4. Cultural Christianity – Our values, norms and modes of interpreting reality have been entirely emancipated from any dependence upon God. Overwhelmed as we are by the pervading culture, we have accommodated our beliefs to fit in with its norms and values to the point that our Christian witness has lost its authenticity. Thus, the persecution mentioned in 1 Timothy 3:12 is alien to our experience: “Everyone who wants to live a godly life in Christ Jesus will be persecuted.”


5. Frenzied Materialism – While we slave away at obtaining the “finer” things in life, we openly profess a strong distaste for materialism. Yet we have become amazingly adept at learning how to deliberate an uneasy union between the spiritual and material.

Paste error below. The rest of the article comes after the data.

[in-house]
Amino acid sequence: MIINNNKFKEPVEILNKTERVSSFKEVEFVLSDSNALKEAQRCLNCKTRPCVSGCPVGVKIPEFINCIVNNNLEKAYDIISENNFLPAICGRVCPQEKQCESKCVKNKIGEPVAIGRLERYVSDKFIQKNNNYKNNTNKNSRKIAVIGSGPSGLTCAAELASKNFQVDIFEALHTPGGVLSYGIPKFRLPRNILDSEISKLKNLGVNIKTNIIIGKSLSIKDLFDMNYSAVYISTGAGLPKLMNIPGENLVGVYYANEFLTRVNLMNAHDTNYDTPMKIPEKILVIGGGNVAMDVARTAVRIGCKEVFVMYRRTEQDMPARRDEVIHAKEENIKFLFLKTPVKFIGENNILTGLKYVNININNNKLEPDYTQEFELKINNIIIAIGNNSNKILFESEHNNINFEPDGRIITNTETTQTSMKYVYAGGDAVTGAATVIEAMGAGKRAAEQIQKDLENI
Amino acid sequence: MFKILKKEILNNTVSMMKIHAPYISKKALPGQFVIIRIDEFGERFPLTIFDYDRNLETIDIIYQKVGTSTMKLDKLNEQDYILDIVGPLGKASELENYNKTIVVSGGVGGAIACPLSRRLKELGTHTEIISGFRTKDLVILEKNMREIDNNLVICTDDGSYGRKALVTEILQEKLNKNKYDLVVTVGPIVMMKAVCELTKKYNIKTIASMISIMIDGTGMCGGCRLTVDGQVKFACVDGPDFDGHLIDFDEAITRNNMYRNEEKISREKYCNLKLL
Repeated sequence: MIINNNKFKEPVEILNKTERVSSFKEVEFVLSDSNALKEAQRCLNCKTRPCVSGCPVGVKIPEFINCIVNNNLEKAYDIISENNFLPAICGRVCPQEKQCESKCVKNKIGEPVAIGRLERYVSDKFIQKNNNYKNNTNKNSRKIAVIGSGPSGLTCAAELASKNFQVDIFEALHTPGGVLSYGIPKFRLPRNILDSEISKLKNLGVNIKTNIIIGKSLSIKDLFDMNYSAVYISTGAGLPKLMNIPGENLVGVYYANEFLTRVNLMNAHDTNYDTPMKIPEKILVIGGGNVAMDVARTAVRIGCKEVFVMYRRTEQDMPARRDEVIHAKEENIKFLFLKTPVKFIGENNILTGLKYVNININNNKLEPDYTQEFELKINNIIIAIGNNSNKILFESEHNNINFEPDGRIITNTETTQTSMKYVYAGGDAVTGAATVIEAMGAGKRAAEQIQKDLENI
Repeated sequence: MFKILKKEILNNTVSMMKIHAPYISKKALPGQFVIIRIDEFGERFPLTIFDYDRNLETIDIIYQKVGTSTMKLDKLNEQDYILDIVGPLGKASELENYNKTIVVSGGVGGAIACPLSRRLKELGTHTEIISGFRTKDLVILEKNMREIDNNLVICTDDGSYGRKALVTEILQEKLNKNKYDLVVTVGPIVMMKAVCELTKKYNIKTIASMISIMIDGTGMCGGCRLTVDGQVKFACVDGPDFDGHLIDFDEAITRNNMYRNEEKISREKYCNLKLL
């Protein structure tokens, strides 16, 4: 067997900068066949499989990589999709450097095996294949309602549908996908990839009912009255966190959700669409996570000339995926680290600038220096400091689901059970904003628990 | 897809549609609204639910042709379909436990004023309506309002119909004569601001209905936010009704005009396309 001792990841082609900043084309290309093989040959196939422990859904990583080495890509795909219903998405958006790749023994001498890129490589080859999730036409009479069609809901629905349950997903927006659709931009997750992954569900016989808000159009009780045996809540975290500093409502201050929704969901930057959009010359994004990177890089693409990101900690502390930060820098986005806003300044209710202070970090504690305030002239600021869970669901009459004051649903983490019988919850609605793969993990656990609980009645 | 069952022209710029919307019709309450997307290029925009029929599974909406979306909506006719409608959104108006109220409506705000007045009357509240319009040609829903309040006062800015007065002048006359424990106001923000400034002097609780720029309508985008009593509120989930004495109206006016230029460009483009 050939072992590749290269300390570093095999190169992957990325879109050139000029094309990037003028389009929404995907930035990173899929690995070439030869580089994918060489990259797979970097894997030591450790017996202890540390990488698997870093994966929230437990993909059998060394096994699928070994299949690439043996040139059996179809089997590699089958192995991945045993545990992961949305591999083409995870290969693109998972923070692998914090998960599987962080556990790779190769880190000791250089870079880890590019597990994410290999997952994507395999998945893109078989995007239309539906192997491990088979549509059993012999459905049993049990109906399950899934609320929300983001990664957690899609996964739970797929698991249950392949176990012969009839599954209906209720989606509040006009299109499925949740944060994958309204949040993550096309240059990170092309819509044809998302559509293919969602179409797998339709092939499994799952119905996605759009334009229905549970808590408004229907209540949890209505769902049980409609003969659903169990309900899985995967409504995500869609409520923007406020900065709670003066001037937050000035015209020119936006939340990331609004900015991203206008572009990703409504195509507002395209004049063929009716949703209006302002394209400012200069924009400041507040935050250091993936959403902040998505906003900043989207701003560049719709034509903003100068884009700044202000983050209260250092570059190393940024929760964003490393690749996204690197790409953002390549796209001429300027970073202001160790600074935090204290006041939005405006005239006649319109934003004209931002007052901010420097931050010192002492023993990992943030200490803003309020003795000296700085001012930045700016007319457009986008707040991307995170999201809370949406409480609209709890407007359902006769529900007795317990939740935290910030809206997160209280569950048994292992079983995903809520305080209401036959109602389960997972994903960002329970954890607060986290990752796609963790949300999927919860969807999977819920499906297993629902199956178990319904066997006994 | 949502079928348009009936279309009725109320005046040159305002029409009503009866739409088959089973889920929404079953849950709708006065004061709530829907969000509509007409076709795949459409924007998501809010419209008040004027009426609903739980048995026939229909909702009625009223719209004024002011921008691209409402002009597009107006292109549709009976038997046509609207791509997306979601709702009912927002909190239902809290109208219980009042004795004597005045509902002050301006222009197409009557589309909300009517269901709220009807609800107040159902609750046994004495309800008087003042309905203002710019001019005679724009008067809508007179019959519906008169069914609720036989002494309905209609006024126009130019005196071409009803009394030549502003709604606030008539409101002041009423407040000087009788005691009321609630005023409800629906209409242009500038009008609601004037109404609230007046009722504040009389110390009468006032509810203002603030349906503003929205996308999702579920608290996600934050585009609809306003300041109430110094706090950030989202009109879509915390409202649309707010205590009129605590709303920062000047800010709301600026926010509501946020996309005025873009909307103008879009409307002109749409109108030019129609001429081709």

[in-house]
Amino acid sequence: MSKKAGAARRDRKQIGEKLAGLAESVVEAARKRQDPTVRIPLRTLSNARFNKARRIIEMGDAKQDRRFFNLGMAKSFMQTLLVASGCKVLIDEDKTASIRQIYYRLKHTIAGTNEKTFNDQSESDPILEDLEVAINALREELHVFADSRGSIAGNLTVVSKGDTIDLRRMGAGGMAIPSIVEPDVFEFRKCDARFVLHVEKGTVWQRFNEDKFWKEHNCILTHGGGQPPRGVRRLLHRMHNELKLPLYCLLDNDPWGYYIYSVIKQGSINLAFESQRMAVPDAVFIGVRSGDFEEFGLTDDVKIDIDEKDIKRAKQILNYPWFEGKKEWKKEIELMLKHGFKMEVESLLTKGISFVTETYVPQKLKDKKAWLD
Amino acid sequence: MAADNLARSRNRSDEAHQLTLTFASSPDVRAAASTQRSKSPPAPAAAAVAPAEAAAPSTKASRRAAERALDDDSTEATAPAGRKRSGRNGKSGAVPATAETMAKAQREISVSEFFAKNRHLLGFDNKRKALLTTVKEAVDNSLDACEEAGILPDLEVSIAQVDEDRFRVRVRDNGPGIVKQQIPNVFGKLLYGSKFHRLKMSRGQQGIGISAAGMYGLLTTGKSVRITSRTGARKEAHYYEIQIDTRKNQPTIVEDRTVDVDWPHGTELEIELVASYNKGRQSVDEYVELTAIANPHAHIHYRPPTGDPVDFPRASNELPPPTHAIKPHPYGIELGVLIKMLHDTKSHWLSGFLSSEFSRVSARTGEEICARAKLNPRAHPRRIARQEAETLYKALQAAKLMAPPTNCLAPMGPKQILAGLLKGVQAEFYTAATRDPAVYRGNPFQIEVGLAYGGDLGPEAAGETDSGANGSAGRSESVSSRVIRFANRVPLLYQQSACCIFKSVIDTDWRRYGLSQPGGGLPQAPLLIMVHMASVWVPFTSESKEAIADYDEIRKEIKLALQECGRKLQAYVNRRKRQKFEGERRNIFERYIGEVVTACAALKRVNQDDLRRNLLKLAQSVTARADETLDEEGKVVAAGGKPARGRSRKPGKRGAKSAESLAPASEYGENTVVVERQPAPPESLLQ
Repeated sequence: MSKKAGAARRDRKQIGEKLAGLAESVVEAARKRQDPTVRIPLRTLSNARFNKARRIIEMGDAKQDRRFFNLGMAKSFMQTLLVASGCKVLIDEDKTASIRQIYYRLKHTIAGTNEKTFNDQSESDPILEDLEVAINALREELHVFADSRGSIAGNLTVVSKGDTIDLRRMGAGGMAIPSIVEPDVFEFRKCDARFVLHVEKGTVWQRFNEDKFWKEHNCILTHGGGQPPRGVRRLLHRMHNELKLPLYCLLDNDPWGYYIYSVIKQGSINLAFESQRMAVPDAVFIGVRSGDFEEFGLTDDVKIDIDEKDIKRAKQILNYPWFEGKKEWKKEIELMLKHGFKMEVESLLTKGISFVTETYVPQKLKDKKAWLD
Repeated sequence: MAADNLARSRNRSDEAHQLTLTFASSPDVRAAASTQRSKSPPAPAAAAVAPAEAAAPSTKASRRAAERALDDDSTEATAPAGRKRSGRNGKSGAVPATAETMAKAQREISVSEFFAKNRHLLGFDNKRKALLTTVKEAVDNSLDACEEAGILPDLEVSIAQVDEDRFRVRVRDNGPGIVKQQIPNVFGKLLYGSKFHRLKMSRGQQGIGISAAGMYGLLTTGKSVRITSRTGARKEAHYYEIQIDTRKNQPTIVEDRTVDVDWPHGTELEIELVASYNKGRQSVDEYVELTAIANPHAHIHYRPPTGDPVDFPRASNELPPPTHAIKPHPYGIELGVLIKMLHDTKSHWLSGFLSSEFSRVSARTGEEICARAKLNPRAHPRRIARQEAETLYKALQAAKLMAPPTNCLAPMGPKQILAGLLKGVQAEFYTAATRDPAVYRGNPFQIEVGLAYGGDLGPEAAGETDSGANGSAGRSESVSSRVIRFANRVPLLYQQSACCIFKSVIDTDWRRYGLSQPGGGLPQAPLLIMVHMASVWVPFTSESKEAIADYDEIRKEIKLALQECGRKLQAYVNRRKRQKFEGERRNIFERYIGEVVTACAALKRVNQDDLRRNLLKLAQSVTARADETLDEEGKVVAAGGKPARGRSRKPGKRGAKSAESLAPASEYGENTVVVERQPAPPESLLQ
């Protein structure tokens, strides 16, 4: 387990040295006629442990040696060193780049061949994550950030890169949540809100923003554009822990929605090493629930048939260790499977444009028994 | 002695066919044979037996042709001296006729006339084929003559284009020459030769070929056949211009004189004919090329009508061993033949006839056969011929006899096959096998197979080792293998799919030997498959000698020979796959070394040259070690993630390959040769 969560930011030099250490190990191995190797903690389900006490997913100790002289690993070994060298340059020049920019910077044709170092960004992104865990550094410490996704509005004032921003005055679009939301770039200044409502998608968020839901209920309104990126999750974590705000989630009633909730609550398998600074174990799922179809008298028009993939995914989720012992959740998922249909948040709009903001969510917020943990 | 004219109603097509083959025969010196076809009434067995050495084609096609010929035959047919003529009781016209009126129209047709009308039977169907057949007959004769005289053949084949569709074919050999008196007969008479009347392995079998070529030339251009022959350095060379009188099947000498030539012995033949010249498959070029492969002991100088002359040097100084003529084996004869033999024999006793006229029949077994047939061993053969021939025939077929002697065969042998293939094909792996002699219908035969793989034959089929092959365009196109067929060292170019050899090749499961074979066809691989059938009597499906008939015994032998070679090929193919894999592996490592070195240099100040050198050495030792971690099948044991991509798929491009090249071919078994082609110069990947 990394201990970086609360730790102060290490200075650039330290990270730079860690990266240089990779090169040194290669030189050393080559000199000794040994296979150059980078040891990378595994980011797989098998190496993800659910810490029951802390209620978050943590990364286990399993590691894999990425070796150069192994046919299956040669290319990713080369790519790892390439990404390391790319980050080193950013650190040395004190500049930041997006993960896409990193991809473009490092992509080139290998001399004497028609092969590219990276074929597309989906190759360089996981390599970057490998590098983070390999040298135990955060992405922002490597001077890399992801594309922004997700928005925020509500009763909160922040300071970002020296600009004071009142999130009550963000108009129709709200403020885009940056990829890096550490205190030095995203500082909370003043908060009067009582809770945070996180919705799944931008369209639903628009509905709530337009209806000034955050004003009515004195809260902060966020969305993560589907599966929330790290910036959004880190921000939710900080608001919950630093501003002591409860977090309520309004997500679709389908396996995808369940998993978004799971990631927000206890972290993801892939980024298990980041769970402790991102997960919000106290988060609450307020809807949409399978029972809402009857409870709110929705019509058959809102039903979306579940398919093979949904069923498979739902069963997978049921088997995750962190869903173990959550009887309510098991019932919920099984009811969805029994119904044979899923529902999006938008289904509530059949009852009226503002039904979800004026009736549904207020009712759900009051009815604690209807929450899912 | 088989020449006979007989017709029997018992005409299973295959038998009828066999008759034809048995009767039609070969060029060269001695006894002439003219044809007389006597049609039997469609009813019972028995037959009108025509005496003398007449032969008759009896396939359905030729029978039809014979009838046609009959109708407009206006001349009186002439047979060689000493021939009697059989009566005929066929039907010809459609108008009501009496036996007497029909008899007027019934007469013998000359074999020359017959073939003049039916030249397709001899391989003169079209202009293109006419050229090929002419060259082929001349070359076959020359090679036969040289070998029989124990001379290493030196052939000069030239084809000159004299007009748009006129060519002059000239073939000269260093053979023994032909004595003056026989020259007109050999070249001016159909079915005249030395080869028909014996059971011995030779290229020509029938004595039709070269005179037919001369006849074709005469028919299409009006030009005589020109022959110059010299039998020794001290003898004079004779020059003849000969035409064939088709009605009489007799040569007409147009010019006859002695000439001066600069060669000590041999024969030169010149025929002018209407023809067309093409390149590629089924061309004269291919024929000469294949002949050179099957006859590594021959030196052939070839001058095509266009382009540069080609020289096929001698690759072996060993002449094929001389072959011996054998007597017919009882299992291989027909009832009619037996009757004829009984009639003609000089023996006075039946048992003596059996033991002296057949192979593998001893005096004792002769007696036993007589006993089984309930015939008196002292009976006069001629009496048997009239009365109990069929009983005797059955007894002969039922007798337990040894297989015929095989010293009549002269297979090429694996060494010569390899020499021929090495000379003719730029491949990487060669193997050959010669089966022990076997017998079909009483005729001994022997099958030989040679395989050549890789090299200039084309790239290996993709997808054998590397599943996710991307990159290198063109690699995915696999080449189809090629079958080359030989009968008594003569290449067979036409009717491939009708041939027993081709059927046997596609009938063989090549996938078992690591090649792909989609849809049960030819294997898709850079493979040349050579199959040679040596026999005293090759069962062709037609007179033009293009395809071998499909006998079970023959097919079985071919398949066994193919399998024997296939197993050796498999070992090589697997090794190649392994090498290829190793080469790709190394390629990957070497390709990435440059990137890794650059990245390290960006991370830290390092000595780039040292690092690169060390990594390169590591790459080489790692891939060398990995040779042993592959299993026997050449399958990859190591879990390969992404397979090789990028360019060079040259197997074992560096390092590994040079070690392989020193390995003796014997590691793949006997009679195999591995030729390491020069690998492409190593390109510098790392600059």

QUESTION: How would you evaluate your brand of Christianity? Is it of the non-toxic variety that offends and affects no one? If so, what changes do you need to make at this time?